Parrish McLean lives with his mother Ellen on Sala Post's tobacco plantation in the Connecticut River Valley. His mother winds up marrying Sala's rival Judd Raike, ruthless planter who ... See full summary »
The true story of Agnes Newton Keith's imprisonment in several Japanese prisoner-of-war camps from 1941 to the end of WWII. Separated from her husband and with a young son to care for she ... See full summary »
Lieutenant Niki of the Austrian royal guard has a new girlfriend, Franzi. He's crazy about her and is smiling at her while on duty in the street. King Adolf and his daughter Princess Anna ... See full summary »
Helen and Ken are a pretty strange couple. She is a pathological liar, and he is a scrupulously honest (and therefore unsuccessful) lawyer. Helen starts a new job, and when her employer is ... See full summary »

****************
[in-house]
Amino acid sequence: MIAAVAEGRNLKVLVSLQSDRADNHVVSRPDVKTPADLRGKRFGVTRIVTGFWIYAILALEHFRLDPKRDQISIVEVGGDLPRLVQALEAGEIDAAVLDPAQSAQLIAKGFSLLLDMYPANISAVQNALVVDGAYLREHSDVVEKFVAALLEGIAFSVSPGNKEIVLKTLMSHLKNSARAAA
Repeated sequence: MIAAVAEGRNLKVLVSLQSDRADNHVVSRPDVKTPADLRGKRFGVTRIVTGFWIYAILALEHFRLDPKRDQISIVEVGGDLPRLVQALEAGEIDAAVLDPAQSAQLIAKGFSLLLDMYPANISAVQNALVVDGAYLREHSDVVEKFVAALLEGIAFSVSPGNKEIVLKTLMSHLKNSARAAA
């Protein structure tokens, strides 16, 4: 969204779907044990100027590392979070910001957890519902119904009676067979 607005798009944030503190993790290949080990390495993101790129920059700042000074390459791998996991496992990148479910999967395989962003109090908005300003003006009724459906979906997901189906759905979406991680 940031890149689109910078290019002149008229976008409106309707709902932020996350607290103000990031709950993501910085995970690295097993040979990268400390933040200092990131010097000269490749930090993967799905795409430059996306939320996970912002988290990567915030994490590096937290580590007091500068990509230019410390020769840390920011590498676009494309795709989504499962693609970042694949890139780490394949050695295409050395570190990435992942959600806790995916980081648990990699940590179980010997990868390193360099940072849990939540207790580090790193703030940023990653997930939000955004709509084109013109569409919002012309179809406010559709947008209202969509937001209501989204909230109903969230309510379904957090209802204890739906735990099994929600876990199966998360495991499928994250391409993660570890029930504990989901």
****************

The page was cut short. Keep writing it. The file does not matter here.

Brillant pianist Larry Addams allows his frustrated ambitions to ruin his life and commits suicide, leaving his wife, Lee, and two small children, Penny and Chase, under the stigma of ... See full summary »
Robert Z. Leonard
I watched in amazement (and admiration) as three talented stars gave their all to breathe life into Claude Binyon's amateurish script. The dialog in this love-triangle lacks that special ingredient that made screwball comedy such a delight. Elisabeth Holding, who wrote the story, had better luck with such noir classics as the excellent Reckless Moment (1949). There is nothing clever or ingratiating about this movie and I'm amazed that it got any further than the garbage can. Colbert offers her usual pep. MacMurray is excellent and not bad on the eye. Robert Young tries too, but ends up being just plain irritating. I've never seen a Colbert film that I didn't want to watch twice. Now I have.
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